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Research Papers

Computational Heat Transfer Analysis of the Effect of Skirts on the Performance of Third-World Cookstoves

[+] Author and Article Information
Alex Wohlgemuth

Department of Mechanical Engineering, Ohio State University, Columbus, OH 43210

Sandip Mazumder1

Department of Mechanical Engineering, Ohio State University, Columbus, OH 43210mazumder.2@osu.edu

Dale Andreatta

 SEA Limited, Columbus, OH 43085

1

Corresponding author.

J. Thermal Sci. Eng. Appl 1(4), 041001 (May 17, 2010) (10 pages) doi:10.1115/1.4001483 History: Received June 07, 2009; Revised February 01, 2010; Published May 17, 2010; Online May 17, 2010

In many developing countries, natural gas, wood, or biomass fired cookstoves find prolific usage. Skirts, placed around the cookpot, have been proposed as a means to improve the thermal efficiency. However, use of skirts has shown conflicting results, and the role of skirts is poorly understood. In this study, a computational heat transfer analysis of a generic third-world cookstove is conducted with the goal to understand the effect of various skirt-related parameters on the overall heat transfer characteristics and thermal efficiency. A computational fluid dynamics model, including turbulence and heat transfer by all three modes, was created. The model was first validated against the experimental data, also collected as part of this study. Unknown parameters in the model were calibrated to better match the experimental observations. Subsequently, the model was explored to study the effects of several skirt-related parameters. These include the vertical position of the skirt, the width of the gap between the skirt and the cookpot, and the thermal conductivity of the skirt (insulating versus conducting material). The computational predictions suggest that the skirt must either be made out of an insulating material or insulated on the outer surface by a backing insulating layer for it to provide maximum benefits. It was also found that it must be placed at an optimum distance away from the cookpot and aligned with the mouth of the cookstove chimney for maximum thermal efficiency. An optimum set of conditions obtained through this computational analysis resulted in an increase in the thermal efficiency from 20.7% to 28.7%.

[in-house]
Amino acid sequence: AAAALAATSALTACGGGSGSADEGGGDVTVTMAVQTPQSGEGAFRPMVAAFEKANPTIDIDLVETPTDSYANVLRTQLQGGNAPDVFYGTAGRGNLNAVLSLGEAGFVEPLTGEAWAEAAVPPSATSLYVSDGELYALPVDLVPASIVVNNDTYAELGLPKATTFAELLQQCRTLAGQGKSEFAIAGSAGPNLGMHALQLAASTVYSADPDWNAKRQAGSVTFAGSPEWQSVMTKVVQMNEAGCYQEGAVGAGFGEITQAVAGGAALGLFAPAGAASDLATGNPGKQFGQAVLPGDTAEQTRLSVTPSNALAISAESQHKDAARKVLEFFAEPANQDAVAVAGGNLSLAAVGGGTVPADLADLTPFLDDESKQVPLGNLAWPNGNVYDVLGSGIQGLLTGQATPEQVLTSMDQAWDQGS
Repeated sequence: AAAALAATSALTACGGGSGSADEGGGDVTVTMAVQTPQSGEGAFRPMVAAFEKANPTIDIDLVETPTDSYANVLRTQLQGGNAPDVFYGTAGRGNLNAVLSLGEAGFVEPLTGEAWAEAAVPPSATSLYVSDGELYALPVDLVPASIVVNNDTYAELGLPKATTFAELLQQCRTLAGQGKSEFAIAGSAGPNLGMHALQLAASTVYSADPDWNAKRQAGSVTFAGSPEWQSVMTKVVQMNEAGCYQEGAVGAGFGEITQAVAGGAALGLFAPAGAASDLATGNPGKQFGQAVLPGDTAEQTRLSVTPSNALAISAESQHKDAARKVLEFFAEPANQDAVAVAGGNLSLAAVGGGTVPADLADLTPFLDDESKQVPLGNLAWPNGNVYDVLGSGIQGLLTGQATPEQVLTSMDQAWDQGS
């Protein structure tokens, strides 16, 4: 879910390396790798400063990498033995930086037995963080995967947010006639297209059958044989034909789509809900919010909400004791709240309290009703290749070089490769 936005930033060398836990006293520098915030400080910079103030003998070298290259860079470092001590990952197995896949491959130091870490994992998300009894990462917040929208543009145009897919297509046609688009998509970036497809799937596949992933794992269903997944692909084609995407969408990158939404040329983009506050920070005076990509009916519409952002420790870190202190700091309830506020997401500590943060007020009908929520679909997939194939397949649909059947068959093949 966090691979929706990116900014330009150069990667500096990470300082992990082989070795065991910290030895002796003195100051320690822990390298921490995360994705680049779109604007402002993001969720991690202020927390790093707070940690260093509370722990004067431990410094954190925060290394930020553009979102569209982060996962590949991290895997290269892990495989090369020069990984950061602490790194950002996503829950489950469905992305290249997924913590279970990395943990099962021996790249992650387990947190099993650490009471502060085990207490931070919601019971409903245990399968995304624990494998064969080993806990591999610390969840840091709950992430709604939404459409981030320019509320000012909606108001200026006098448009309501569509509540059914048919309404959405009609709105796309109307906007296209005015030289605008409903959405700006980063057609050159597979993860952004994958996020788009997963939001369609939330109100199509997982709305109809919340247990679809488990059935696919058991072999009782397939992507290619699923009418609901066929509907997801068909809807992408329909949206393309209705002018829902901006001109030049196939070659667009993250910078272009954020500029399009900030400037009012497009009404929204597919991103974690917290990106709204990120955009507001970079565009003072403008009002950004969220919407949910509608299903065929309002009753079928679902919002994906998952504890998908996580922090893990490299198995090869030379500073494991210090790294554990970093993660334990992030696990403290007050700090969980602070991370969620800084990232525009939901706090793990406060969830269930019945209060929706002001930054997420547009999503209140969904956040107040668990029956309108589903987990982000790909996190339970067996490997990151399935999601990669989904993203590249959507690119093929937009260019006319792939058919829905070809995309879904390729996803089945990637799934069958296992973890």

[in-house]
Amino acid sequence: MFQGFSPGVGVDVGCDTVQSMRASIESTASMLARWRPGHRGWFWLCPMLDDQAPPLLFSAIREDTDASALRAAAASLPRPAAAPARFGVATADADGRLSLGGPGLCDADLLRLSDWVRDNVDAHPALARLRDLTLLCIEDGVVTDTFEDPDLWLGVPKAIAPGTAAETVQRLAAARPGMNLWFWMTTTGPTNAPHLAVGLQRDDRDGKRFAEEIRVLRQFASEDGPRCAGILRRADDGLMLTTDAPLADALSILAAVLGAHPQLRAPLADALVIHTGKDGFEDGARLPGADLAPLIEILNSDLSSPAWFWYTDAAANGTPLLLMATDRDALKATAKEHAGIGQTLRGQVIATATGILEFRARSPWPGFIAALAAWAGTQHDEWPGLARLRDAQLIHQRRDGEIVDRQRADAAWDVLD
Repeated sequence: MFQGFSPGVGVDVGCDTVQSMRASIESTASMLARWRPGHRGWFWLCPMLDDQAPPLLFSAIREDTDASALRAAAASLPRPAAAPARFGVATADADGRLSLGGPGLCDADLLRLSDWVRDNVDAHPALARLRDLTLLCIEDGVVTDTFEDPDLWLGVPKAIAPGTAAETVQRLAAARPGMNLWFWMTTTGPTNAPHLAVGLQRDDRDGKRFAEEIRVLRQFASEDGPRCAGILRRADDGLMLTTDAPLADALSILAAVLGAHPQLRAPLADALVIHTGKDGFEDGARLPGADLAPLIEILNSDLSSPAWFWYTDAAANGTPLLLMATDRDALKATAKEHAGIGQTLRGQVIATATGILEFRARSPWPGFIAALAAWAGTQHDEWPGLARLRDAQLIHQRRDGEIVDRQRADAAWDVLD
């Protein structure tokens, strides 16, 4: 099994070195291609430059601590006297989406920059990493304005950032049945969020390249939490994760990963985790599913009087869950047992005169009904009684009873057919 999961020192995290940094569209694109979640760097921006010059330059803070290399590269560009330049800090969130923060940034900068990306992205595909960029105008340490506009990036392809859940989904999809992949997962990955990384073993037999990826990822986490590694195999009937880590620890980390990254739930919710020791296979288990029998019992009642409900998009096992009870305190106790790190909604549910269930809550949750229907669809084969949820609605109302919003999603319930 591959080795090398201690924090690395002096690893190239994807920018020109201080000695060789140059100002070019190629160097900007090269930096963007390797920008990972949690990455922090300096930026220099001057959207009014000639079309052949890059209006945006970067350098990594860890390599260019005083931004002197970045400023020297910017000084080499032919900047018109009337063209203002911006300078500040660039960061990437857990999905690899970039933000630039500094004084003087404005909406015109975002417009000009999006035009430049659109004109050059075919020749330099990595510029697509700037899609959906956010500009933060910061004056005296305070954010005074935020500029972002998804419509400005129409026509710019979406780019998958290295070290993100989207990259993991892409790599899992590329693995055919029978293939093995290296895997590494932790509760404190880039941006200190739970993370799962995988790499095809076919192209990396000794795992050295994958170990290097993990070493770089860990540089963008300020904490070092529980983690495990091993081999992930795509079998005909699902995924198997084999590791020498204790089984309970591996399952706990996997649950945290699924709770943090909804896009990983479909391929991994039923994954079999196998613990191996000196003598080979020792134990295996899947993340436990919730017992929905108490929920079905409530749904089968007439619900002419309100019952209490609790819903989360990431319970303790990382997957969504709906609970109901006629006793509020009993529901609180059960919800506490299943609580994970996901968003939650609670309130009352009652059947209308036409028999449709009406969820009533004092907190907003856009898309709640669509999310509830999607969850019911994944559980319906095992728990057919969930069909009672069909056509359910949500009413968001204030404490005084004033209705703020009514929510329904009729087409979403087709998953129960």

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Figures

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Figure 1

Experimental setup showing a typical cookstove configuration with typical dimensions

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Figure 2

Computer generated image of a cookstove assembly with a skirt around the pot

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Figure 3

Axisymmetric computer model used for CFD calculations showing the geometry and boundary conditions

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Figure 4

Mesh used for computational studies (typical case)

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Figure 5

Predicted distributions for the baseline case with a skirt placed 10 mm away from the pot: (a) flow (velocity vectors) and gauge pressure; (b) temperature

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Figure 6

Comparison of the measured (four different data sets) and predicted temperature distributions: (a) at bottom corner of the pot; (b) side of the pot

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Figure 7

Predicted temperature distributions for a 12.7 cm (5 in.) tall skirt whose bottom is 38.1 mm above mouth of chimney and placed (a) 5 mm, (b) 10 mm, and (c) 15 mm from the pot.

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Figure 8

Predicted heat flux distributions on the side of the pot: (a) without a skirt, and (b) for a 12.7 cm (5 in.) skirt with its bottom edge aligned at a distance of 38.1 mm from the mouth of the chimney and placed 10 mm from the pot. The x-axis represents the distance from the bottom of the pot.

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Figure 12

Predicted heat flux distributions on the side of the pot: (a) without a skirt, and (b) for a 16.51 cm (6.5 in.) insulated (with glass wool) steel skirt with its bottom edge aligned with the mouth of the chimney and placed 10 mm from pot. The x-axis represents the distance from the bottom of the pot.

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Figure 11

Predicted temperature distributions for a 16.51 cm (6.5 in.) tall skirt placed 10 mm from the pot, and whose bottom is aligned with mouth of the chimney. Different skirt materials were considered: (a) perfectly insulated skirt (b) steel skirt, and (c) steel skirt with glass wool insulation.

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Figure 10

Predicted heat flux distributions on the side of the pot: (a) without a skirt, and (b) for a 16.51 cm (6.5 in.) skirt with its bottom edge aligned with the mouth of the chimney and placed 10 mm from pot. The x-axis represents the distance from the bottom of the pot.

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Figure 9

Predicted temperature distributions for a 16.51 cm (6.5 in.) tall skirt whose bottom is aligned with mouth of the chimney and placed (a) 5 mm, (b) 10 mm, and (c) 15 mm from the pot.

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